Veteren's Cruise to Hampton Court - Paul Gilson

Our Dunkirk little ship, Endeavour, was again invited to take part in the Veteran's cruise this year. It took place over two days, with its base at Hampton Court. Twenty vessels took part, all members of the Association of Dunkirk Little Ships.

On the Saturday the Endeavour had on board wives and veterans who had fought in Korea, the Middle East and South Atlantic. One old soldier, an artilleryman, had a "hearing dog" with him as his hearing had been damaged by gunnery. So, a very well-behaved black cocker spaniel enjoyed a trip down river to Richmond Lock. Later there was a well attended ceremony at a memorial at Teddington lock, marking the spot from where over 100 little ships left for Dunkirk in 1940. Many did not return. On our return to Hampton Court the veterans were provided with a buffet lunch by the Women’s Institute. 

On Sunday over a hundred veterans turned up, most had spent their service time in WWII. They were from many different groups but all services appeared to have been represented. It was remarkable to see and meet nine Dunkirk veterans, of course, an ever shrinking group. Among the other old soldiers, was the last surviving prisoner from Stalag 3 famous for 'the Great Escape'. He was in the tunnel when it was discovered, he was only 100 years old! Another centurion was a nurse, captured in Burma and held for four years by the Japanese. There were several veterans around this age and all were determined to be part of this trip.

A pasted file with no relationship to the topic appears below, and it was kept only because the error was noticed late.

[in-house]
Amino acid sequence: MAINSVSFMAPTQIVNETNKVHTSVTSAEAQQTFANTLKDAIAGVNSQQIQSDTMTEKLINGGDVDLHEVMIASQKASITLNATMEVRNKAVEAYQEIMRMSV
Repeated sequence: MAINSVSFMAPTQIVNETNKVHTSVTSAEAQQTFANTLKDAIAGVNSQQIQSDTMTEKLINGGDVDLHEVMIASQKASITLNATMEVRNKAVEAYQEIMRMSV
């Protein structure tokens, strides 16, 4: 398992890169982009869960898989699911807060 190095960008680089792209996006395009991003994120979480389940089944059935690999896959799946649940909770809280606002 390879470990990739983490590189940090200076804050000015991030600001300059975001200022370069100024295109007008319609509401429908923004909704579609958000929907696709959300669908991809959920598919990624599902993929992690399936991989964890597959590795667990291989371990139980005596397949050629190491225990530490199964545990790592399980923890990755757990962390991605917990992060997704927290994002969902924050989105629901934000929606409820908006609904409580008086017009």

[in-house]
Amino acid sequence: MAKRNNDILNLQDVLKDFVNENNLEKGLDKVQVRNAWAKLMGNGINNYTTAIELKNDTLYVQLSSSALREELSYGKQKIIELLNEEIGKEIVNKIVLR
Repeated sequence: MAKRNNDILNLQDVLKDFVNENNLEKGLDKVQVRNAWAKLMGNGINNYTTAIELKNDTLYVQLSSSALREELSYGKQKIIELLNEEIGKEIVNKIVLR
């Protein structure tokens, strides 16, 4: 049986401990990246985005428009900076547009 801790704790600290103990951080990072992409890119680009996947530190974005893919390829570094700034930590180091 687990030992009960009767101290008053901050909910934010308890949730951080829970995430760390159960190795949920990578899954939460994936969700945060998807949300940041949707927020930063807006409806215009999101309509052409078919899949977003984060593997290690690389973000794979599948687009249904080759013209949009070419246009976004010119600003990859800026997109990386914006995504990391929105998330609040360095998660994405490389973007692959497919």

The Endeavour was honoured to be selected to take three Chelsea Pensioners, resplendent in their Scarlet coats. I was told off in no uncertain terms when I made a comment about the wonderful red coats they were wearing, “They’re scarlet not red!” they said indignantly. 

The energy from these older gentlemen was staggering. They did not sit down on our upriver trip to Weybridge. The Thames was lined with Flags, 1940’s music and people who had made special efforts to welcome and cheer on these brave people. Our veterans were still on a mission “Are you single?” our Glaswegian pensioner would ask much to the delight of the ladies lining the river banks. “You never know?” he said with a big smile. 

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